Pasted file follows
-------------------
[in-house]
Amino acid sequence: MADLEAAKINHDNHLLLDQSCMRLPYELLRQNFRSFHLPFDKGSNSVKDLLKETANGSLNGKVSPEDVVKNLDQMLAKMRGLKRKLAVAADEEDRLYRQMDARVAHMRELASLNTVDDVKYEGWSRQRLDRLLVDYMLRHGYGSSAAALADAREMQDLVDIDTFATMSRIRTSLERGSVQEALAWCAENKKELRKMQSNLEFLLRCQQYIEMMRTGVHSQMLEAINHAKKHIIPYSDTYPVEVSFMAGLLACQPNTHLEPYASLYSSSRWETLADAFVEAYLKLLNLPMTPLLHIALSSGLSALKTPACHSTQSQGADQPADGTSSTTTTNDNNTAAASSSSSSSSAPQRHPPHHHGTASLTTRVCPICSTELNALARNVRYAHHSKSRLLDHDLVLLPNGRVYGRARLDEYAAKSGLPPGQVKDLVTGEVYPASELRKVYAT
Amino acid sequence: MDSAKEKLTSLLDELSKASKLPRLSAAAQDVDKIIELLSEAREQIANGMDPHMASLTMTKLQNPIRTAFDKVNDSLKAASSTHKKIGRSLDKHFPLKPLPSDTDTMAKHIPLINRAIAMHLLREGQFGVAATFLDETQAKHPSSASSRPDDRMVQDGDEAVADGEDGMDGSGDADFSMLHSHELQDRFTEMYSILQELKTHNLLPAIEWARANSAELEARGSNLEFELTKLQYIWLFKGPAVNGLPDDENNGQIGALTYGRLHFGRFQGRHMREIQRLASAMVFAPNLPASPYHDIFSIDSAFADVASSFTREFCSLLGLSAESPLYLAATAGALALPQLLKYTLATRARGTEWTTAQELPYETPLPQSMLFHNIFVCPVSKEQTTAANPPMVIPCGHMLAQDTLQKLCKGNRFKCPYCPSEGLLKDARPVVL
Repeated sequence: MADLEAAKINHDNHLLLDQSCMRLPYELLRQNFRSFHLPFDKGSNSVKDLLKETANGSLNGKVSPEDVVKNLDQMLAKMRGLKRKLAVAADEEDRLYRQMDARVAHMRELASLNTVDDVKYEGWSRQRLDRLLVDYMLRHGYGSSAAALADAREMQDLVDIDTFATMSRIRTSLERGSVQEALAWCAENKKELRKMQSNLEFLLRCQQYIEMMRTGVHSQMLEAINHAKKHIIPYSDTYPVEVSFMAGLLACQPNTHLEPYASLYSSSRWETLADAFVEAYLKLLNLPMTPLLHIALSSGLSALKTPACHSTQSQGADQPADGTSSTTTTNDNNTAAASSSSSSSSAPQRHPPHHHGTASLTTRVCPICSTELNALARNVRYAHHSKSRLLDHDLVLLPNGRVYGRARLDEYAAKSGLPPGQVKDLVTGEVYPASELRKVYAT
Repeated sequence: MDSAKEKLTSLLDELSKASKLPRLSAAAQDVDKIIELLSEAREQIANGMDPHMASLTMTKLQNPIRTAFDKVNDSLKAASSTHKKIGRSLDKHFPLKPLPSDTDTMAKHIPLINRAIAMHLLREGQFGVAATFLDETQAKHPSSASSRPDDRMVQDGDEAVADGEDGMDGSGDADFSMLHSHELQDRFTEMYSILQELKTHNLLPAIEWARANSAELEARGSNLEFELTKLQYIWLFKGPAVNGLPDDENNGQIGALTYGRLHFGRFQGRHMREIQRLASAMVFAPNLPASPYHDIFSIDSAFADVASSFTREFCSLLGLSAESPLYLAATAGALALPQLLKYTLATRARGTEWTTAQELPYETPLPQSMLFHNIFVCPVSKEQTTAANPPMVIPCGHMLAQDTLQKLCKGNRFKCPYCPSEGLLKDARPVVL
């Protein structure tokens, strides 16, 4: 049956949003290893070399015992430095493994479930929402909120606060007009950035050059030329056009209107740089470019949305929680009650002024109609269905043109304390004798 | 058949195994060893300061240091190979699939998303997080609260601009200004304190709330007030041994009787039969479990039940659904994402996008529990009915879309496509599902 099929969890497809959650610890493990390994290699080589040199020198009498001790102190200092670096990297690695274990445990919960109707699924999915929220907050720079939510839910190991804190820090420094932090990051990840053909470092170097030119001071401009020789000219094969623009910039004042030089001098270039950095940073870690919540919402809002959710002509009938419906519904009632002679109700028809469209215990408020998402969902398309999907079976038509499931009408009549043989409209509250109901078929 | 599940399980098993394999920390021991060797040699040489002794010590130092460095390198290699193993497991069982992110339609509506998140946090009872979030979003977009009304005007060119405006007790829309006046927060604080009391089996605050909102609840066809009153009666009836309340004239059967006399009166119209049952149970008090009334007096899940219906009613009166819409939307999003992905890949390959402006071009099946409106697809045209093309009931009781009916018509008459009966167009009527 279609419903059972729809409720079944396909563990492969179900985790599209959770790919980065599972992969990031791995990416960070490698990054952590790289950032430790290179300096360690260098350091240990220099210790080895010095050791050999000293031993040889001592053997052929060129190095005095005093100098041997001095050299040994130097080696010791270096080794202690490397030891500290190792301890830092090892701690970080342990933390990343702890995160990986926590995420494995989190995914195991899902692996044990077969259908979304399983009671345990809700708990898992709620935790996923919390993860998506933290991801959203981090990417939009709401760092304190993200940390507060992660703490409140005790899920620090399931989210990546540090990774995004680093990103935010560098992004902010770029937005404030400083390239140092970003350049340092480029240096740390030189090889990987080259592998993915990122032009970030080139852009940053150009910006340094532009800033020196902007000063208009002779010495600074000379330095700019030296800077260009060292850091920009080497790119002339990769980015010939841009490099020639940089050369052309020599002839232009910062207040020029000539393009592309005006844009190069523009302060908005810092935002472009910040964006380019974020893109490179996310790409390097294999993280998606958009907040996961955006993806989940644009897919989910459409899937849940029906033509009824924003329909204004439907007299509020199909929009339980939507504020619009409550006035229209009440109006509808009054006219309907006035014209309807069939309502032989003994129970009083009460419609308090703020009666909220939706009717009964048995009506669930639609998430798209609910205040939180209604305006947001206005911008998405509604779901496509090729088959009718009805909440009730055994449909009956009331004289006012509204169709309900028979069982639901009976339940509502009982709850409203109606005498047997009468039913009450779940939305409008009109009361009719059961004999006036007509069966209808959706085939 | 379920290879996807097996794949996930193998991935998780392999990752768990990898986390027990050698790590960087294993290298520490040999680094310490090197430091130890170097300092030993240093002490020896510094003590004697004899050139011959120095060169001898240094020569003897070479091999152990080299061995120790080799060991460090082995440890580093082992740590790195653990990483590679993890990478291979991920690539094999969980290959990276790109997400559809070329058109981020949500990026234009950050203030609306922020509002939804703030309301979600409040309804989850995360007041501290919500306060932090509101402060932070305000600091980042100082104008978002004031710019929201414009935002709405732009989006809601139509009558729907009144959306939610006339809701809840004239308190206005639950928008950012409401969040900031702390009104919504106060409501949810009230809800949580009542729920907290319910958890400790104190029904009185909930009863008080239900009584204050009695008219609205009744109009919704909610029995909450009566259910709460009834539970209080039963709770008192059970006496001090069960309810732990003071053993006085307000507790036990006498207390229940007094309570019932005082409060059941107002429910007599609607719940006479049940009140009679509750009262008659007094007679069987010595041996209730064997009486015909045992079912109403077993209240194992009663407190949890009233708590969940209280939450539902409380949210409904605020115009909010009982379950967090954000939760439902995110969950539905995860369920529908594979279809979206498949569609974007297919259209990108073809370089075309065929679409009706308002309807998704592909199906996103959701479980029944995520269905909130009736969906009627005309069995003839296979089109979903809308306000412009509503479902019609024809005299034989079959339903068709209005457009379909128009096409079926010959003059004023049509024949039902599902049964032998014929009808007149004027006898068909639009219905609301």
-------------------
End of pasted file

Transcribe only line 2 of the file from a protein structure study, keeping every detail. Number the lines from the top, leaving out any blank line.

Amino acid sequence: MADLEAAKINHDNHLLLDQSCMRLPYELLRQNFRSFHLPFDKGSNSVKDLLKETANGSLNGKVSPEDVVKNLDQMLAKMRGLKRKLAVAADEEDRLYRQMDARVAHMRELASLNTVDDVKYEGWSRQRLDRLLVDYMLRHGYGSSAAALADAREMQDLVDIDTFATMSRIRTSLERGSVQEALAWCAENKKELRKMQSNLEFLLRCQQYIEMMRTGVHSQMLEAINHAKKHIIPYSDTYPVEVSFMAGLLACQPNTHLEPYASLYSSSRWETLADAFVEAYLKLLNLPMTPLLHIALSSGLSALKTPACHSTQSQGADQPADGTSSTTTTNDNNTAAASSSSSSSSAPQRHPPHHHGTASLTTRVCPICSTELNALARNVRYAHHSKSRLLDHDLVLLPNGRVYGRARLDEYAAKSGLPPGQVKDLVTGEVYPASELRKVYAT